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(Adds Trump comment, Mexico recession risk)
WASHINGTON, June 5 (Reuters) - A White House trade adviser and a leading Republican senator said on Wednesday that a U.S. plan to impose tariffs on Mexican goods might not go into effect, offering hope for Mexico and American businesses concerned about economic damage from a new front in President Donald Trump's trade wars.
Adviser Peter Navarro told CNN that Trump's threatened tariffs, due to come into force next week, might not be needed because the United States now has "the Mexicans' attention" on stemming illegal immigration.
Frustrated by the lack of progress on a signature issue from his 2016 election campaign, Trump unexpectedly told Mexico last week to take a harder line on curbing illegal immigration or face 5% tariffs on all its exports to the United States, rising to as much as 25% later in the year.
Mexican officials will seek to persuade the White House in talks hosted by U.S. Vice President Mike Pence on Wednesday that their government has done enough to stem immigration and avoid looming tariffs.
Speaking in Ireland, Trump said he thinks Mexico wants to make a deal to avert the tariffs but that if it does not take steps to control the flow of migrants the duties will go into effect.
"Mexico can stop it. They have to stop it, otherwise we just won't be able to do business. It's a very simple thing. And I think they will stop it. I think they want to do something. I think they want to make a deal, and they sent their top people to try and do it," Trump said.
Mexican President Andres Manuel Lopez Obrador said he was optimistic the talks can end in an agreement.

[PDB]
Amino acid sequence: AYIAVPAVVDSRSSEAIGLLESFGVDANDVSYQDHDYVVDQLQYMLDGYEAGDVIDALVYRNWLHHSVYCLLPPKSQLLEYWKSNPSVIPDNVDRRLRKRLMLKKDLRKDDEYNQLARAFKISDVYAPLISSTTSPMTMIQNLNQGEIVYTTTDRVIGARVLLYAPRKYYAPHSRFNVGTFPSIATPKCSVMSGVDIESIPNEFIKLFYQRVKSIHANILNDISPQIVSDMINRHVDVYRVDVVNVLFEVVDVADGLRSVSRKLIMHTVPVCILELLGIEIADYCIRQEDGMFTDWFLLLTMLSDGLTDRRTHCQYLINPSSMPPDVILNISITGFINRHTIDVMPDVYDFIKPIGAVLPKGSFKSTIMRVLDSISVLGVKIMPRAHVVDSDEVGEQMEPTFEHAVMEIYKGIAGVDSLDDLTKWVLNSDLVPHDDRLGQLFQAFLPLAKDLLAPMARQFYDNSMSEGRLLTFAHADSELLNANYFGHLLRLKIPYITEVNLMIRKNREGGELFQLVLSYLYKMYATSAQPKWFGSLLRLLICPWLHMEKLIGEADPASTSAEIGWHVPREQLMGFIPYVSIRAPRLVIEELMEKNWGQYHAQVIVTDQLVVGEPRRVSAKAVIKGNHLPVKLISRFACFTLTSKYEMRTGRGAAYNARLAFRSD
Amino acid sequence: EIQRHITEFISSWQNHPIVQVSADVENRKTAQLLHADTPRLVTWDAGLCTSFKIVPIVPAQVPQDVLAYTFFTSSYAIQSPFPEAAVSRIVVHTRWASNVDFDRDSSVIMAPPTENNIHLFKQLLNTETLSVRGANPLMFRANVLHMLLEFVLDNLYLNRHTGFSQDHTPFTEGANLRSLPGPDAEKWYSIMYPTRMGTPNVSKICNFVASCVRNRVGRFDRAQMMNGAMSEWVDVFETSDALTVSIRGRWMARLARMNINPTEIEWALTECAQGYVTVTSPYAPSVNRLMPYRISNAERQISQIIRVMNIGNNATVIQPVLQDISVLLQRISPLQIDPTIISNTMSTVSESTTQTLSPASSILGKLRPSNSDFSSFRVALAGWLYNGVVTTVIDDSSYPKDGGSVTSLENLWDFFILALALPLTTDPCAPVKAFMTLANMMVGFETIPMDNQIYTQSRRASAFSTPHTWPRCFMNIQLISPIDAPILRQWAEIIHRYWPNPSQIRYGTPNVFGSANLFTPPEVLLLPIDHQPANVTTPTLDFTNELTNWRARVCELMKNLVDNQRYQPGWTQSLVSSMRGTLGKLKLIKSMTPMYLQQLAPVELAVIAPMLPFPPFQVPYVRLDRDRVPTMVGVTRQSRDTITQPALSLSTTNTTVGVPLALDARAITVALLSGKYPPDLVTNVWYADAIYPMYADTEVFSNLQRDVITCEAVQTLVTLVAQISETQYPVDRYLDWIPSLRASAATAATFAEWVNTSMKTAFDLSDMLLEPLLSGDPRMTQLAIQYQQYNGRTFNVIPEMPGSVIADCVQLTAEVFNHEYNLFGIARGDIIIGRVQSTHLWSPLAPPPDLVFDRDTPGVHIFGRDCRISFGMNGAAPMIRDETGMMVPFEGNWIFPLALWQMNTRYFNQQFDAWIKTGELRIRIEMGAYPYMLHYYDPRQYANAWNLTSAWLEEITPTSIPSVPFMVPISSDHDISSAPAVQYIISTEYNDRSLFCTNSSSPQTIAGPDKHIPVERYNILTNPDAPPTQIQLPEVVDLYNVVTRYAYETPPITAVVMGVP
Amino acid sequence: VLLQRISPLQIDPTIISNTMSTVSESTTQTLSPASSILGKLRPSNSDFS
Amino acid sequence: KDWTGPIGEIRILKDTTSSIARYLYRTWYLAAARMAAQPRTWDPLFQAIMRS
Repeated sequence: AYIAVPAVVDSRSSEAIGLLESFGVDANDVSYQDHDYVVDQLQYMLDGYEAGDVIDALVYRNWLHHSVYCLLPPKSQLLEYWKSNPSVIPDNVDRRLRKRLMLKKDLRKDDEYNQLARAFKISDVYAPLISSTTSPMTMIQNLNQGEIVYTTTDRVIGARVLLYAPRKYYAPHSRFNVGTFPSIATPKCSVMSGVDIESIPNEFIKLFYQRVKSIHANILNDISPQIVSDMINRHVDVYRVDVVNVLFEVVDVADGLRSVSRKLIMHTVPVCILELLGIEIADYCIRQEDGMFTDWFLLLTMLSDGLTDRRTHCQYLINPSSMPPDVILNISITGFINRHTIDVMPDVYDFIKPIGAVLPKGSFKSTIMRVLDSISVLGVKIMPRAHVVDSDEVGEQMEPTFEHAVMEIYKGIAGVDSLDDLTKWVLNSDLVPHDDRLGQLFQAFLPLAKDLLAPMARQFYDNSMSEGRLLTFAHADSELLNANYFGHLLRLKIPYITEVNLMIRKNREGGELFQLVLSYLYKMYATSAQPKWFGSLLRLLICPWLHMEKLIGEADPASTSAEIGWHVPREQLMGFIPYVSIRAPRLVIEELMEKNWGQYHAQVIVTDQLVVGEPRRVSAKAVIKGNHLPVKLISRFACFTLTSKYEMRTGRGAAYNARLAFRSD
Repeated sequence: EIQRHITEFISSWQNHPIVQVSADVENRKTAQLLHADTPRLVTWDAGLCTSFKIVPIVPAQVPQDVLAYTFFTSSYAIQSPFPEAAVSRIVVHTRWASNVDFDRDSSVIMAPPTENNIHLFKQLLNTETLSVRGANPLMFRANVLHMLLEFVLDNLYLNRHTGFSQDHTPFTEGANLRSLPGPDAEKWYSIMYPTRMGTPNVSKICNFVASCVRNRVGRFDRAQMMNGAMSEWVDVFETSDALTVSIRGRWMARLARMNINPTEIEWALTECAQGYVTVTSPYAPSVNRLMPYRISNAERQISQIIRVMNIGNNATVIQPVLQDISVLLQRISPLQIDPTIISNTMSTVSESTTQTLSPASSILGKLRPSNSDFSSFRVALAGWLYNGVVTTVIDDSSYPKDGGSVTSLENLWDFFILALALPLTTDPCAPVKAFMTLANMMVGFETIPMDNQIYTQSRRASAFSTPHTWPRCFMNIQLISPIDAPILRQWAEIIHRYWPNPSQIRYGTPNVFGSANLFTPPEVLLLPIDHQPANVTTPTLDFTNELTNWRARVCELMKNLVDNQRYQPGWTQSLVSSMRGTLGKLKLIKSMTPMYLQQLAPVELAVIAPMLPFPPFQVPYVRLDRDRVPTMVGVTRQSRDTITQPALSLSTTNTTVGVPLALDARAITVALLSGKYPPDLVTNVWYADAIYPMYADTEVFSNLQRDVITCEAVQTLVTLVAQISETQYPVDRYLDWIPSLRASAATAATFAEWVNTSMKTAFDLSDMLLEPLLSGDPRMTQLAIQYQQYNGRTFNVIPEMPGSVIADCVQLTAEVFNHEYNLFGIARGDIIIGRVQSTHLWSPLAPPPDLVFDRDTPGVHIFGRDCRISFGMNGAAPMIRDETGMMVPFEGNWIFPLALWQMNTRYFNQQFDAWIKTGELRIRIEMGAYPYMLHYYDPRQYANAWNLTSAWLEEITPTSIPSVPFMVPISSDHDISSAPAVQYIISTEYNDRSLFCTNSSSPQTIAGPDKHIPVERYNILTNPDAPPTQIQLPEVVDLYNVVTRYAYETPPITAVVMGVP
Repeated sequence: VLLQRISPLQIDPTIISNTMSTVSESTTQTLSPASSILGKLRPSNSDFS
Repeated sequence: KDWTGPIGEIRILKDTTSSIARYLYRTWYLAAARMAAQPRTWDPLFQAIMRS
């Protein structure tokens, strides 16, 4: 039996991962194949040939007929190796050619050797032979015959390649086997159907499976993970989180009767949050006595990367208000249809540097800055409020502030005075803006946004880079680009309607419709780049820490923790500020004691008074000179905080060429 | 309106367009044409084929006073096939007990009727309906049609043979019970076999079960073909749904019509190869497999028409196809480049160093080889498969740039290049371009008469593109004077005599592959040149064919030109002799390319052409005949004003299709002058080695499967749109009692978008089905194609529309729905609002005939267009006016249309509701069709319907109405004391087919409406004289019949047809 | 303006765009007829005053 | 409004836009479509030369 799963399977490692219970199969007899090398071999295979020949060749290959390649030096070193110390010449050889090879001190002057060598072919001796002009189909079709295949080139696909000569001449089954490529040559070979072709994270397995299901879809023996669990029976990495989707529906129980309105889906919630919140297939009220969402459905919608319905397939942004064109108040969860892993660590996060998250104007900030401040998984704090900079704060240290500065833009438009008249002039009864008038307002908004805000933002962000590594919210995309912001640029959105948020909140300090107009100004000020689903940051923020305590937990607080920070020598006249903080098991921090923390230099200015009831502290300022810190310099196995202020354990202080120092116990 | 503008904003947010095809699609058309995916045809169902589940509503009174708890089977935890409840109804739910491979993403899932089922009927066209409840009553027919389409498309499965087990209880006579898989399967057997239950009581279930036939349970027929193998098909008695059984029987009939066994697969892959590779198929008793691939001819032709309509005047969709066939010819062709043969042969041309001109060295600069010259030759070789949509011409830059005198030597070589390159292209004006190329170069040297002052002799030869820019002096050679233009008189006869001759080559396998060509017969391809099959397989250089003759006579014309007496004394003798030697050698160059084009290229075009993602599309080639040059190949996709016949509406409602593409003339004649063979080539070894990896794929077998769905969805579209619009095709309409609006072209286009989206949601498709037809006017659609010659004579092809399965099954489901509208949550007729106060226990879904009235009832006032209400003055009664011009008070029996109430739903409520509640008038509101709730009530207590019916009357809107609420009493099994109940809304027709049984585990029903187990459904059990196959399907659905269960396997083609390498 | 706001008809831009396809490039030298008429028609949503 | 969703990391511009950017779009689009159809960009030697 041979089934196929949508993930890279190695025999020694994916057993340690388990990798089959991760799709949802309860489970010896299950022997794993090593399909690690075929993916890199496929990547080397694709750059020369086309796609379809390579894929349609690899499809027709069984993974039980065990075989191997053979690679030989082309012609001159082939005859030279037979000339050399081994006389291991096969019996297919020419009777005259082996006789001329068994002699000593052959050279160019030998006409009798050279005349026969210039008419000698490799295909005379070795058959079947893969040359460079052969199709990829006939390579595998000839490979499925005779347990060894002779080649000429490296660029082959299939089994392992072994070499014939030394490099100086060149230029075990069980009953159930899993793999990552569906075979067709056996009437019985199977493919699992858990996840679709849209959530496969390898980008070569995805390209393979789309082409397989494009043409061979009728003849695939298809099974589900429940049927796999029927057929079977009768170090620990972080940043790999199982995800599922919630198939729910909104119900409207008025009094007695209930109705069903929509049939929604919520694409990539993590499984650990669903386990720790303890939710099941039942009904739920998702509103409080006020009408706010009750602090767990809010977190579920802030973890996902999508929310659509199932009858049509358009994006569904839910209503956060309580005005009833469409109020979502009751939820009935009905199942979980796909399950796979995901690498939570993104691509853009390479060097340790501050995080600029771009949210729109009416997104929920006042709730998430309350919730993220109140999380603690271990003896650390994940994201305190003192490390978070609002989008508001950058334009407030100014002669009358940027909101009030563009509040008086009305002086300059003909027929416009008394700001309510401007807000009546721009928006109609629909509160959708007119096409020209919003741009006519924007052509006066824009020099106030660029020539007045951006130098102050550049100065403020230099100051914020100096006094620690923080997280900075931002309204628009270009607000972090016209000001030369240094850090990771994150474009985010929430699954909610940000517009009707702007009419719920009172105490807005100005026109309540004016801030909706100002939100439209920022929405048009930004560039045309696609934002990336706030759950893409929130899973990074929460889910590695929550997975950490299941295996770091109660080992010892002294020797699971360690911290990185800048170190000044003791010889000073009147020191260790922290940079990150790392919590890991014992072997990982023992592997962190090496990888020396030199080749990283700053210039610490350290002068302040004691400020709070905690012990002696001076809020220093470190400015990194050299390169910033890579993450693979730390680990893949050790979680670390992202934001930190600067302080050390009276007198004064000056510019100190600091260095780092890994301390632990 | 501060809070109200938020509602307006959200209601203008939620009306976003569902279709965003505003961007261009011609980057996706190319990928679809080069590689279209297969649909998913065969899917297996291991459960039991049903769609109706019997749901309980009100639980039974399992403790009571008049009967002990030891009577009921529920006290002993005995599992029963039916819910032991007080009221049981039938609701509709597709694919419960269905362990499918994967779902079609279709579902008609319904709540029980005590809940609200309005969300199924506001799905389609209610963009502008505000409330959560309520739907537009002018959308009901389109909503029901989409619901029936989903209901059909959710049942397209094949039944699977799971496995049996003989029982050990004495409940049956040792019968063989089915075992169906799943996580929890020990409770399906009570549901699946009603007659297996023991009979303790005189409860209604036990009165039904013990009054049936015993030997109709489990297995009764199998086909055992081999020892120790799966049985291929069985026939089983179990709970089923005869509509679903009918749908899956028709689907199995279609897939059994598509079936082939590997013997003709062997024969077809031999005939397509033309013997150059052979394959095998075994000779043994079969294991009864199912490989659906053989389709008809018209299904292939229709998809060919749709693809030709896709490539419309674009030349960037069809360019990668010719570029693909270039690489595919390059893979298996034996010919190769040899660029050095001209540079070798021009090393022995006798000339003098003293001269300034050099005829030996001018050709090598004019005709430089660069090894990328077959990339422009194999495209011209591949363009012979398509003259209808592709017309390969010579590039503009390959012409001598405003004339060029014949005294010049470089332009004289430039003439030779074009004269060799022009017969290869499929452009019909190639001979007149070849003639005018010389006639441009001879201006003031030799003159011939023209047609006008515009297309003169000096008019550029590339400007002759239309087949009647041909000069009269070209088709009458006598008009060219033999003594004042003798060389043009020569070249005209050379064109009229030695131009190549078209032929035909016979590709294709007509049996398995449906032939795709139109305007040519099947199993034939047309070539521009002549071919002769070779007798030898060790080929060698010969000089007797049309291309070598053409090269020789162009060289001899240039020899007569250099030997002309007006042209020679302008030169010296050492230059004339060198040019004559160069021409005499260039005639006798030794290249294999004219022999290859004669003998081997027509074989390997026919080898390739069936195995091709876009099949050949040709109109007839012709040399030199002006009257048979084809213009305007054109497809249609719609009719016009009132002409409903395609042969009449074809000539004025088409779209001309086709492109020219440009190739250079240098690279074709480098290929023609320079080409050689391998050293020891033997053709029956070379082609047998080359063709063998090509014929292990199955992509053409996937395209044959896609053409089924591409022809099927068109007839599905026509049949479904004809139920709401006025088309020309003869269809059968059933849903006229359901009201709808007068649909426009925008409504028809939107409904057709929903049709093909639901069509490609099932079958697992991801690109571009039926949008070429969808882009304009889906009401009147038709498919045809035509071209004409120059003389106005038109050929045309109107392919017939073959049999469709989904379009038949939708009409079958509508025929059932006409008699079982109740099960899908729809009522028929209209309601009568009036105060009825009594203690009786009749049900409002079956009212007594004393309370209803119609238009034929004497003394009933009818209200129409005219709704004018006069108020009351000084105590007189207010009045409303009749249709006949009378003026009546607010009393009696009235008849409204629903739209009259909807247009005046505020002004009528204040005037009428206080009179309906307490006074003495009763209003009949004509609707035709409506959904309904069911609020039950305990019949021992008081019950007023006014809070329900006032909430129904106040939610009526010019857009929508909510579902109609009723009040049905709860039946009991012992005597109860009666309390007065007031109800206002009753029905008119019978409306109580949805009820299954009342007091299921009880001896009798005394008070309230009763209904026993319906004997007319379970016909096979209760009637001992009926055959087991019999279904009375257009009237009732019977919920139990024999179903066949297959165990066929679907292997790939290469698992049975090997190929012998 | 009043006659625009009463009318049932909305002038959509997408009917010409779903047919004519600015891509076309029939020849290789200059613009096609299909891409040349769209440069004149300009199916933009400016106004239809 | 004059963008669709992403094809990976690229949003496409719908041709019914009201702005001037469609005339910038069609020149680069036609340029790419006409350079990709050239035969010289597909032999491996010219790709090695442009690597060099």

"We believe that these tariffs may not have to go into effect precisely because we have the Mexicans' attention," Navarro said.
Trump has faced significant resistance within his own Republican Party over the threatened tariffs, with many lawmakers concerned about the potential impact on cross-border trade and on U.S. businesses and consumers.
Chuck Grassley, the Republican chairman of the U.S. Senate Finance Committee, predicted that the United States and Mexico would strike a deal to avert the tariffs.
Mexican officials will offer a "long list of things" to avoid the duties in talks this week with their American counterparts, Grassley told reporters, adding that he thinks a possible deal could be announced on Thursday night.
Grassley represents the farming state of Iowa, which exports pork and other agriculture products to Mexico and might be hit by Mexican retaliation in a prolonged trade dispute.
Trump, who in Britain on a state visit this week, said in London on Tuesday it was likely that the first wave of tariffs, set for June 10, would go ahead.
Pence is looking for a comprehensive suite of proposals from the visiting officials about stopping the flow of migrants from Central America, a White House official said.
"Trade and all other aspects of our relationship are critically important, but national security comes first and the White House is dead serious about moving forward with tariffs if nothing can be done to stem the flow of migrants," the official said, speaking on condition of anonymity.